“Miller argues that religion and religious artifacts have become items that function in the marketplace.”[3] Though we have seen historically that even the church is responsible for placing too much emphasis on maintaining items and giving them value; for primary example all of the professed artifacts used to lure soldiers during the crusades. Materialism has flared its nasty face and the world loves it. Luis Oviedo does point out there though there is a great problem facing the church here, Miller gives areas of optimistic hope; “The book concludes with a more prescriptive chapter; a proposal of strategies to cope with the challenges described.”[4] There are numerous books that see problems in ministry yet, many fail to see the potential for improvement; I believe Miller still believes this is a possible fix; I am not sure I share his optimism. I often preach that the world…and the church is included in this…has a “heart-condition.” We fail to trust God like we should, and that trust therefore gets placed in terrible things. Though we see those shimmering rays of hope when someone obeys the Gospel, sadly there seems to be more leaving the church because of its “limitations” than joining the church because they desire a home in Heaven.

Miller presented the concept of the “cafeteria mentality”[5] of religion. I was raised to believe that God supplied all of our NEEDS. However, today if people do not find everything they “WANT”, then they just move down the road to another church. This “supply and demand Christianity” has forced churches to either conform to the desires of congregation’s wants, or they risk closing their doors for good. As a result, we have started to see this surge of homogenized, non-bible based, completely accommodating churches that spend more time pleasing man than they spend pleasing God. I would love to see this problem fixed, but the church is going to have to rebuild their desire to return to God and deny their false gods of money.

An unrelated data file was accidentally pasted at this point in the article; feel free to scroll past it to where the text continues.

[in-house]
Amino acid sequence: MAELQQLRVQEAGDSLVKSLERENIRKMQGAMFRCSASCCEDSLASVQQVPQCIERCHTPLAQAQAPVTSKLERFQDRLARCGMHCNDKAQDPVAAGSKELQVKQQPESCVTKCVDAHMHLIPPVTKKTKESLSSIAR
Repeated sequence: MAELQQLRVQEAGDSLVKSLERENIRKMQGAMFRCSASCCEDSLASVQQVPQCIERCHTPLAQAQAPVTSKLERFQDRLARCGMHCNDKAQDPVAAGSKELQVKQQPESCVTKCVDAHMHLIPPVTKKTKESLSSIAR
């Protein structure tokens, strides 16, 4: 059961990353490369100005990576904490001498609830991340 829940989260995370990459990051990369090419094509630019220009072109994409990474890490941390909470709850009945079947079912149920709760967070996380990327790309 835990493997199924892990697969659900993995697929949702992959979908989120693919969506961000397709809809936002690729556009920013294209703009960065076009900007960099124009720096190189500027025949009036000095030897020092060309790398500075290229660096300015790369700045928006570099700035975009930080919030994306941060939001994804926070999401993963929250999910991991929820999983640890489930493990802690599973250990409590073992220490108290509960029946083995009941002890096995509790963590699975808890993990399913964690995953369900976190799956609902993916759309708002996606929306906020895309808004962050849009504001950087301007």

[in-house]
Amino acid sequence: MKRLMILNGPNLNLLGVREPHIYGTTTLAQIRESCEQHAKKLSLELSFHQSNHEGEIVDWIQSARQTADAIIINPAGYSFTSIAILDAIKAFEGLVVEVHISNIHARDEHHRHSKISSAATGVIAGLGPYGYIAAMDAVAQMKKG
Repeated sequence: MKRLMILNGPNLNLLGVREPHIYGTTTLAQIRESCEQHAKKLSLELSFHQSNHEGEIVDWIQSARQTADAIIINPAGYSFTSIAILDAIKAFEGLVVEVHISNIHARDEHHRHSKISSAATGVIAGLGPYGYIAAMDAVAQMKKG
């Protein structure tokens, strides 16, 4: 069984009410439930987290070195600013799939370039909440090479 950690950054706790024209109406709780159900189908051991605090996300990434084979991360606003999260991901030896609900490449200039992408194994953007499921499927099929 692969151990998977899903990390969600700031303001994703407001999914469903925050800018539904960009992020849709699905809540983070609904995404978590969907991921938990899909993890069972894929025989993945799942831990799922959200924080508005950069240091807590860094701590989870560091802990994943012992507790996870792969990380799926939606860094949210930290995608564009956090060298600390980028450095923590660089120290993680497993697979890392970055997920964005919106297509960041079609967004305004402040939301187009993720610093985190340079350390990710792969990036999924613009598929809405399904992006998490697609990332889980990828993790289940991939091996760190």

Bibliography

Miller, Vincent J. Consuming Religion: Christian Faith and Practice in a Consumer Culture. New York: The Continuum International Publishing Group, 2003.

Oviedo, Lluis. Consuming Religion Review. n.d. http://catholicbooksreview.org/2004/miller.htm (accessed January 27, 2018).

Wilder, Courtney. “Vincent J Miller, Consuming Religion: Christian Faith and Practice in a Consumer Culture.” The Journal of Religion, October 2005: 681-682.

Zagano, Phyllis. “Consuming Religion: Christian Faith and Practice in a Consumer Culture (Review).” Spiritus: A Journal of Christian Spirituality, 2005: 119-122.

 

[1] Zagano, Phyllis. “Consuming Religion: Christian Faith and Practice in a Consumer Culture (Review).” Spiritus: A Journal of Christian Spirituality, 2005: P 119-122.

[2] Miller, Vincent J. Consuming Religion: Christian Faith and Practice in a Consumer Culture. New York: The Continuum International Publishing Group, 2003. P 113.

 

[3] Wilder, Courtney. “Vincent J Miller, Consuming Religion: Christian Faith and Practice in a Consumer Culture.” The Journal of Religion, October 2005: 681-682.

 

[4] Oviedo, Lluis. Consuming Religion Review. n.d. http://catholicbooksreview.org/2004/miller.htm (accessed January 27, 2018).